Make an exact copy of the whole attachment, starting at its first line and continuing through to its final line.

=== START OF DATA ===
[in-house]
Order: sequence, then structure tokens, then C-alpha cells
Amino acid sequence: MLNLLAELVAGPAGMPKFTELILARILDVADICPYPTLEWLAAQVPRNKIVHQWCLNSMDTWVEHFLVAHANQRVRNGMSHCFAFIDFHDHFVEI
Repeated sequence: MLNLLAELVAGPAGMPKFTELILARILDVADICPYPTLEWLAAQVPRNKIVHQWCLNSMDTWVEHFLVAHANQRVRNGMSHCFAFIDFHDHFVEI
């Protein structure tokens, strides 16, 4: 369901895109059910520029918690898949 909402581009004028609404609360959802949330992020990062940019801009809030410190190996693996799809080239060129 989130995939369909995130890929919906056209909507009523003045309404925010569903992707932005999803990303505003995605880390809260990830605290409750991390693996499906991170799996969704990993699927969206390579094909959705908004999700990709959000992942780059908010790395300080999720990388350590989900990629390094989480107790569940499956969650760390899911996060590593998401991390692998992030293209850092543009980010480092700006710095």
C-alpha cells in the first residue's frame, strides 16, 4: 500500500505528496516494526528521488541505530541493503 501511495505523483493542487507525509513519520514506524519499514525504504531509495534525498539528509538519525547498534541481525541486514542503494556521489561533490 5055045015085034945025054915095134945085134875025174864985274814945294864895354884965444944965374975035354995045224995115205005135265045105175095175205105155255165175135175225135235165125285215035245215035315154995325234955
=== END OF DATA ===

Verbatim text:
[in-house]
Order: sequence, then structure tokens, then C-alpha cells
Amino acid sequence: MLNLLAELVAGPAGMPKFTELILARILDVADICPYPTLEWLAAQVPRNKIVHQWCLNSMDTWVEHFLVAHANQRVRNGMSHCFAFIDFHDHFVEI
Repeated sequence: MLNLLAELVAGPAGMPKFTELILARILDVADICPYPTLEWLAAQVPRNKIVHQWCLNSMDTWVEHFLVAHANQRVRNGMSHCFAFIDFHDHFVEI
């Protein structure tokens, strides 16, 4: 369901895109059910520029918690898949 909402581009004028609404609360959802949330992020990062940019801009809030410190190996693996799809080239060129 989130995939369909995130890929919906056209909507009523003045309404925010569903992707932005999803990303505003995605880390809260990830605290409750991390693996499906991170799996969704990993699927969206390579094909959705908004999700990709959000992942780059908010790395300080999720990388350590989900990629390094989480107790569940499956969650760390899911996060590593998401991390692998992030293209850092543009980010480092700006710095």
C-alpha cells in the first residue's frame, strides 16, 4: 500500500505528496516494526528521488541505530541493503 501511495505523483493542487507525509513519520514506524519499514525504504531509495534525498539528509538519525547498534541481525541486514542503494556521489561533490 5055045015085034945025054915095134945085134875025174864985274814945294864895354884965444944965374975035354995045224995115205005135265045105175095175205105155255165175135175225135235165125285215035245215035315154995325234955